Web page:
Although the film never came into existence due to the lack of funding, several people contacted Šlepikas regarding the wolf children:

I got to know a woman who had also come to Lithuania after the war to look for a way to survive. […] Her first name was Renate. Renate told me about her experiences in the postwar years, about the people who had given her shelter. I found out many of the exact details surrounding those events, which may seem of little importance, but are in fact very important, in order to convey a sense of the horror and dreadful despair of those days.

Later, when the novel was finished, the real-life Renate refused to comment on the topic anymore.  In the Shadow of Wolves, then, is as a fictionalized narrative of a period of history not often discussed. Šlepikas invents – or recounts? – a grim historical narrative of hunger and survival set in the dead of winter, and explores the postwar relations between citizens of Germany, East Prussia (Kaliningrad), Lithuania, and the USSR mainly through a cast of displaced German children, whose fight for survival the novel depicts in uncomfortable but important detail.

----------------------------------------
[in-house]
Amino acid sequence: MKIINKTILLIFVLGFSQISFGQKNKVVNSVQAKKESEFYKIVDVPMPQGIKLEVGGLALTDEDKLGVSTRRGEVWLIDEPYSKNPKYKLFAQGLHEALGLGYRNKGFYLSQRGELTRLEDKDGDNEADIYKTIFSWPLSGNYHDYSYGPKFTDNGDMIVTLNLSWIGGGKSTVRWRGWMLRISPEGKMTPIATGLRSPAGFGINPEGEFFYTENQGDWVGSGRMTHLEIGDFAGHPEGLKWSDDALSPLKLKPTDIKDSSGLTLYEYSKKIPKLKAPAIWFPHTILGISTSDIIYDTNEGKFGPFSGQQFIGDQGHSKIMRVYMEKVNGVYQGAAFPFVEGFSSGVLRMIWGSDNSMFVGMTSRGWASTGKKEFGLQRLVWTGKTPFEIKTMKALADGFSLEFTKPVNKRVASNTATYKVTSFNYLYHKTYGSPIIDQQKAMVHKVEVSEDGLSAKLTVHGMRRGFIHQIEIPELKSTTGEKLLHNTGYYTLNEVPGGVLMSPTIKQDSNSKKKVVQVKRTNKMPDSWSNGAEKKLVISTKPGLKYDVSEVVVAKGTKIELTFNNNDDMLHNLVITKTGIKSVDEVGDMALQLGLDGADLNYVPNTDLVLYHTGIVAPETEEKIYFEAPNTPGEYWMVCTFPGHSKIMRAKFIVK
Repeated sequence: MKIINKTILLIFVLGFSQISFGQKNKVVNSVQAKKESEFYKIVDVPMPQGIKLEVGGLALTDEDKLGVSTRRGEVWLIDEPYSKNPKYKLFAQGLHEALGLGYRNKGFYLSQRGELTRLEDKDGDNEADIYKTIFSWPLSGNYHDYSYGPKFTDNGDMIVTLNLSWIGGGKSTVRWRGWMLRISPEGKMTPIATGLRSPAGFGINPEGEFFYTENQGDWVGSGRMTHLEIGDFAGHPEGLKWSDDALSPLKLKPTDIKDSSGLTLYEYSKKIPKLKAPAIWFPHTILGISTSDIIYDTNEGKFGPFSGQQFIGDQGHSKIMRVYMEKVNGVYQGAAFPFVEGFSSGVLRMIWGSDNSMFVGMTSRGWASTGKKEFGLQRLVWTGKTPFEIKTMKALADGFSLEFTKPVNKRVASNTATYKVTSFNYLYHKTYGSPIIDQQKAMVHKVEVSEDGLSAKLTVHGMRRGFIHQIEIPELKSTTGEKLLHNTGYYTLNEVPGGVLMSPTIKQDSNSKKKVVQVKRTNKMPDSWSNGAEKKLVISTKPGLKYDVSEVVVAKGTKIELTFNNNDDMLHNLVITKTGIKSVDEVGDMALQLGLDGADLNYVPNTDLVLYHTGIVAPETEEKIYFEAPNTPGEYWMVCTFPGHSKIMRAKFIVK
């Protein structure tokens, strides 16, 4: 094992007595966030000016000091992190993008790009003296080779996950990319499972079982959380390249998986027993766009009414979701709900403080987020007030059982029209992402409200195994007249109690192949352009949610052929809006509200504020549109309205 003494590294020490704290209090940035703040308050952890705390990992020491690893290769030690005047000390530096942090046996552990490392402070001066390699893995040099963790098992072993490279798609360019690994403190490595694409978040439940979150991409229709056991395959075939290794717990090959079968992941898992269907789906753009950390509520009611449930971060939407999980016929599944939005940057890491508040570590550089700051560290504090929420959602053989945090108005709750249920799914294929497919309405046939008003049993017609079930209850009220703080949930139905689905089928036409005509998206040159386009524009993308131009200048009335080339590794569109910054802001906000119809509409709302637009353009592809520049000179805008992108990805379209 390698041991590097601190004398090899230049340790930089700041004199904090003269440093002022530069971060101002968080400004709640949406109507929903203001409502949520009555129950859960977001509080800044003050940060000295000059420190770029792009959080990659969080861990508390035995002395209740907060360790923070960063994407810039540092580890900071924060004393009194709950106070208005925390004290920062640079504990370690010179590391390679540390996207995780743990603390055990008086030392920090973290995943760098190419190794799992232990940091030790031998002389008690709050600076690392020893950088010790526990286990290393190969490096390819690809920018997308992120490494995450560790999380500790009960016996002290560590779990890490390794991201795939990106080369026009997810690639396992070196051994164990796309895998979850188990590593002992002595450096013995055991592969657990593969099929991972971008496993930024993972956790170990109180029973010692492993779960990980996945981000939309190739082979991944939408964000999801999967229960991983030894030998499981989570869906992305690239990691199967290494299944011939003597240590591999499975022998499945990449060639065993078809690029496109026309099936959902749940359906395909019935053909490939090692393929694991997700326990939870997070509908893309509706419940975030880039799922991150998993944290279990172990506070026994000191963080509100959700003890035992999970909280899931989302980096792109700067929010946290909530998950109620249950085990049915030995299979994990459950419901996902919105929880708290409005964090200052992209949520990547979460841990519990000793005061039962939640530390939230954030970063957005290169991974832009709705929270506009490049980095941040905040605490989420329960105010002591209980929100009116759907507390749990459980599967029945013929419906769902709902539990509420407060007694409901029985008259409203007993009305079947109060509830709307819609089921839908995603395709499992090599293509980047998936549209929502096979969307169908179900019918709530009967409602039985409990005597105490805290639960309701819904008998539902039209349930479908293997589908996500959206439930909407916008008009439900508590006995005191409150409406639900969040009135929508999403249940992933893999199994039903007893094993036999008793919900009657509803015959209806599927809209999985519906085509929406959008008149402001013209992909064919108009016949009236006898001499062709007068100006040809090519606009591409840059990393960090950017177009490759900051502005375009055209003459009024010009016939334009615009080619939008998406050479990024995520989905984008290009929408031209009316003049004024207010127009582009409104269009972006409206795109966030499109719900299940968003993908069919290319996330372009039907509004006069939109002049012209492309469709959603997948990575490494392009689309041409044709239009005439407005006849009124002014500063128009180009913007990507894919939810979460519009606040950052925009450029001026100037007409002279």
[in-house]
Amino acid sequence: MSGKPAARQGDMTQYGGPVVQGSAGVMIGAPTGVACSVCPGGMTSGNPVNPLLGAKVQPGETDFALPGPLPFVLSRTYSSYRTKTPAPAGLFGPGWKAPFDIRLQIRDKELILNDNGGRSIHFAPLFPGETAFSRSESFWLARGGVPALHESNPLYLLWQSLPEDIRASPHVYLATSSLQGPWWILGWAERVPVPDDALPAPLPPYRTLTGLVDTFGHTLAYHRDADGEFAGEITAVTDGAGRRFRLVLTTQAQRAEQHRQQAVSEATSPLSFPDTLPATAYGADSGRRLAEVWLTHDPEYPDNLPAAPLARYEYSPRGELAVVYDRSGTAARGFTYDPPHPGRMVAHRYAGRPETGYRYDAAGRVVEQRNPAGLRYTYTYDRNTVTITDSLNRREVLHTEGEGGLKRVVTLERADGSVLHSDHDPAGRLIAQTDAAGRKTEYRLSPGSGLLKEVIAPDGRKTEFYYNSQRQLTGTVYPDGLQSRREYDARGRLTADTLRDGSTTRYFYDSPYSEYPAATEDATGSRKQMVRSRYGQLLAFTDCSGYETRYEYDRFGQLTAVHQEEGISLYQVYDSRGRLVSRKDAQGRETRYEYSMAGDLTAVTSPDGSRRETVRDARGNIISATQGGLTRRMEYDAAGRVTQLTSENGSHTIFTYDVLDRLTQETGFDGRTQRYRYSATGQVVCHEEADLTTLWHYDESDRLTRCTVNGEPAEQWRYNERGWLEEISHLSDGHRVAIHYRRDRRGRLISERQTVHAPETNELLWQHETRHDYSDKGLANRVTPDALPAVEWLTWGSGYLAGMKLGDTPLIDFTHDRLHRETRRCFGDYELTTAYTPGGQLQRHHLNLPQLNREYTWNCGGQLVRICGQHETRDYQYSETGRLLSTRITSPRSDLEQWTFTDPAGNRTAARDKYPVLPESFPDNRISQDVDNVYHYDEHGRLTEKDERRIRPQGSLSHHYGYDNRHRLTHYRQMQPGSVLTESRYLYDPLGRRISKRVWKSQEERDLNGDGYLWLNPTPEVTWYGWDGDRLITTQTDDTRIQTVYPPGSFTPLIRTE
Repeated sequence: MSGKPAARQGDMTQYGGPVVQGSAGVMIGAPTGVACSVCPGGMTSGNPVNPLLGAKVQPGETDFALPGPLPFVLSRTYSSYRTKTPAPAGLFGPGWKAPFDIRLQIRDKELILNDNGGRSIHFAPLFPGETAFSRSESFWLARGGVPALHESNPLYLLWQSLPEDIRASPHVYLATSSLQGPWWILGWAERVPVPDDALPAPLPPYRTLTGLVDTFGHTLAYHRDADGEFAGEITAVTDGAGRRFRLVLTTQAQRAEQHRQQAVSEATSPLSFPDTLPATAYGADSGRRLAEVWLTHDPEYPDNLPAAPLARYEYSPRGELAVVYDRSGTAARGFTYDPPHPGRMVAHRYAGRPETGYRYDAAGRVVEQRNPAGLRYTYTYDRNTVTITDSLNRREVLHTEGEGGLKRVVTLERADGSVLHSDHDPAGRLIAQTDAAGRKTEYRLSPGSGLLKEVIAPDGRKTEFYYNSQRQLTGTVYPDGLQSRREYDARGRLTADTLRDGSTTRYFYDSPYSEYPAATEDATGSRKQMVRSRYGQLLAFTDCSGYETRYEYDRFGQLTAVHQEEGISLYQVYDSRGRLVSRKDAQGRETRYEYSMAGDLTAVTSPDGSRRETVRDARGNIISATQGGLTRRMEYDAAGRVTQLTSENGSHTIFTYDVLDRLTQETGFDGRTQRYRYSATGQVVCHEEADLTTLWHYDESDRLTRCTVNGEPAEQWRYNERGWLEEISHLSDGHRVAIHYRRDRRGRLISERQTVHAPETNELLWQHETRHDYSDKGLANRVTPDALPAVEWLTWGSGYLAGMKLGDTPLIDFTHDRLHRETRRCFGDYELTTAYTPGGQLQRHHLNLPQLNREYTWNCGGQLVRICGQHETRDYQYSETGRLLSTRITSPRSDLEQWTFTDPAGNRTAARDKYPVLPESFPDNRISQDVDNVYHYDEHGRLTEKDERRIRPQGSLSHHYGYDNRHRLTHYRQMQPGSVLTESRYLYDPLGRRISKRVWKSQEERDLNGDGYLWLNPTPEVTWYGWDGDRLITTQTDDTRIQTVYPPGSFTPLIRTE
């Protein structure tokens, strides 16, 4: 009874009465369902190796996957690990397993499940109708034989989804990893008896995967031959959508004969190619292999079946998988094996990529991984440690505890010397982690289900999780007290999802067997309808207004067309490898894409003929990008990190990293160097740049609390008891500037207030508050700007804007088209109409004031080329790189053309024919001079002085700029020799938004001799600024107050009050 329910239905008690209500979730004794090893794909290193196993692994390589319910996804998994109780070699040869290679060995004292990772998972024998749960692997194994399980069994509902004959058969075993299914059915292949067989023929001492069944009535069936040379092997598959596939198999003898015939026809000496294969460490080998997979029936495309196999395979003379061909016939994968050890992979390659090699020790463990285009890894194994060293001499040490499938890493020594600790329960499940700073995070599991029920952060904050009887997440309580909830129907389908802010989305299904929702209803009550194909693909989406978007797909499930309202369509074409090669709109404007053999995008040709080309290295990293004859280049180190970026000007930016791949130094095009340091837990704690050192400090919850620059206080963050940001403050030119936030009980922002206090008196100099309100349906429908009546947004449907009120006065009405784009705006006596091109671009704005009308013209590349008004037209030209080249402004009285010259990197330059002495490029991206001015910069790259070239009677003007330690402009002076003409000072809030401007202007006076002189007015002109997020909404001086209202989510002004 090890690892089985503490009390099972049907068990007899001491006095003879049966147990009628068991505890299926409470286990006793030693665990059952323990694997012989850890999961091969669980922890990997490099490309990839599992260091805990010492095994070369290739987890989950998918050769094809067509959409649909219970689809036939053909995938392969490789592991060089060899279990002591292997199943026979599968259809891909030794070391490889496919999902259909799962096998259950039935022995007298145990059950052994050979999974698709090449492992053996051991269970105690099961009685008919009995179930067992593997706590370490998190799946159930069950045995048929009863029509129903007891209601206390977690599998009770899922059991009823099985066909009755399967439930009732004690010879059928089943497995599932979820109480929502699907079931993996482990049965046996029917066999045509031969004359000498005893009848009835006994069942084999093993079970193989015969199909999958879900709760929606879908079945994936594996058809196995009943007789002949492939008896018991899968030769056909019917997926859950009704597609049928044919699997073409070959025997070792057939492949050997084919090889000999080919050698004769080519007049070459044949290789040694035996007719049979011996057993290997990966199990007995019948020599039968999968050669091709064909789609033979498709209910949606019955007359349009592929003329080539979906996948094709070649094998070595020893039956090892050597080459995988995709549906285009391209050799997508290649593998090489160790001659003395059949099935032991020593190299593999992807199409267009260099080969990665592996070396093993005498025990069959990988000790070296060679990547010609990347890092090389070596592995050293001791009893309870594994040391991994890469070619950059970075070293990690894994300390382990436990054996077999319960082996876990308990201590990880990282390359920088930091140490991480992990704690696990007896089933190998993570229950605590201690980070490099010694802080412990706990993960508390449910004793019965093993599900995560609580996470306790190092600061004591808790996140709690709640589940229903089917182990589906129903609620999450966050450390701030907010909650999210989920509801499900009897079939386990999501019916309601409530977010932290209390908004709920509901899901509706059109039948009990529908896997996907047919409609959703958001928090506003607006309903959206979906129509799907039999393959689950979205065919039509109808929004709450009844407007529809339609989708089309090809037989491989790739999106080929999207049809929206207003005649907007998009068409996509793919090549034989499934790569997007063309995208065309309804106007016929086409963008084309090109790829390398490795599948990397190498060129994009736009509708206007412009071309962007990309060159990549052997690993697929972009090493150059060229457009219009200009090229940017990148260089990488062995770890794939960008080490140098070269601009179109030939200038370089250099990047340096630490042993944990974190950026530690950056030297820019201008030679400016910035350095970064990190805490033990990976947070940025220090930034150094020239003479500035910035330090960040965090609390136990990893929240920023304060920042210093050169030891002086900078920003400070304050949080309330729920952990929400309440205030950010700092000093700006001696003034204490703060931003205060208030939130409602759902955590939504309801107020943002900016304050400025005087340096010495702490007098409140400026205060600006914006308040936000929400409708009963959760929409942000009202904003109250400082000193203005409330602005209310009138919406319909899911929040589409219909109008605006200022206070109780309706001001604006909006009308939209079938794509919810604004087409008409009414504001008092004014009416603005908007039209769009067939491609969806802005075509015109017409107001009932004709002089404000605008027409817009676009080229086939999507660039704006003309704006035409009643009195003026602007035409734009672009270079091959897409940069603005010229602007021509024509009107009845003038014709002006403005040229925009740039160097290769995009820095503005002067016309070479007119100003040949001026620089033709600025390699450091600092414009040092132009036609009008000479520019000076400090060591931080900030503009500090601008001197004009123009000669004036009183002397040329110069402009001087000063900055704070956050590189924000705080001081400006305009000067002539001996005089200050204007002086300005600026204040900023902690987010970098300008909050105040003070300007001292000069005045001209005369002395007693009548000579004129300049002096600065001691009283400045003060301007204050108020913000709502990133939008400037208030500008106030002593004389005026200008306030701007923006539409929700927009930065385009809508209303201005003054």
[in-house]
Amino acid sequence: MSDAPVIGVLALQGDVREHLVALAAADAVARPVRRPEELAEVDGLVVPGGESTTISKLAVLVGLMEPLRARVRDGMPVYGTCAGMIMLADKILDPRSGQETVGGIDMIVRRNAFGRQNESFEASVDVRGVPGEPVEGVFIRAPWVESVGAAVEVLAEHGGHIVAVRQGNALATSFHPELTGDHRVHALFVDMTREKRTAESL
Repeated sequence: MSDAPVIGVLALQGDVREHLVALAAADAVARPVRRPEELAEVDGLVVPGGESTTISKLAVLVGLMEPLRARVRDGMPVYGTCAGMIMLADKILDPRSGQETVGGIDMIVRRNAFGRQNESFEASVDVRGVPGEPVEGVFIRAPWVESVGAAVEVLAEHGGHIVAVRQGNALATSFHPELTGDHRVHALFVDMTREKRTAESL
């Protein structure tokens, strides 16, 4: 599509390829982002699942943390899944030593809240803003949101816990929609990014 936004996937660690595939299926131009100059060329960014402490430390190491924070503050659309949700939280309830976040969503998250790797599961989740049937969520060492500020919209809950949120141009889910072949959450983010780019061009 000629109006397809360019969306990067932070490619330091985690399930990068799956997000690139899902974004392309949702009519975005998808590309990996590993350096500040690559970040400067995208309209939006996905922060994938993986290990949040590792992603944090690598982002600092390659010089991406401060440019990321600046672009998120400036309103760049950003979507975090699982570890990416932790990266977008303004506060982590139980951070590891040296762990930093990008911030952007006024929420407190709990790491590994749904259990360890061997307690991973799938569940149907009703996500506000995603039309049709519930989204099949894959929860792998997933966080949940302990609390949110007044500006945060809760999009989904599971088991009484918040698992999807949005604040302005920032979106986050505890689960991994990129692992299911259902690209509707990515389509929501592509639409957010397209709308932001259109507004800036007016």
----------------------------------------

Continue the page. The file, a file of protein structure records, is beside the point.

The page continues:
Interestingly, the document-turned-into-novel aspect of In the Shadow of Wolves reminds me of a similar project conducted far away from postwar Europe: Valeria Luiselli’s Lost Children Archive. In Luiselli’s narrative, as in Šlepikas’, we follow unidentified and unwelcomed children, children analogous to lice and flea, as some of the Soviet people remark in Šlepikas’ novel. For them, Germany equals Nazism, obviously due to the very fresh memories of war. Šlepikas explores the liminal space these lost children inhabit, their struggle from one place to another in search of food and shelter.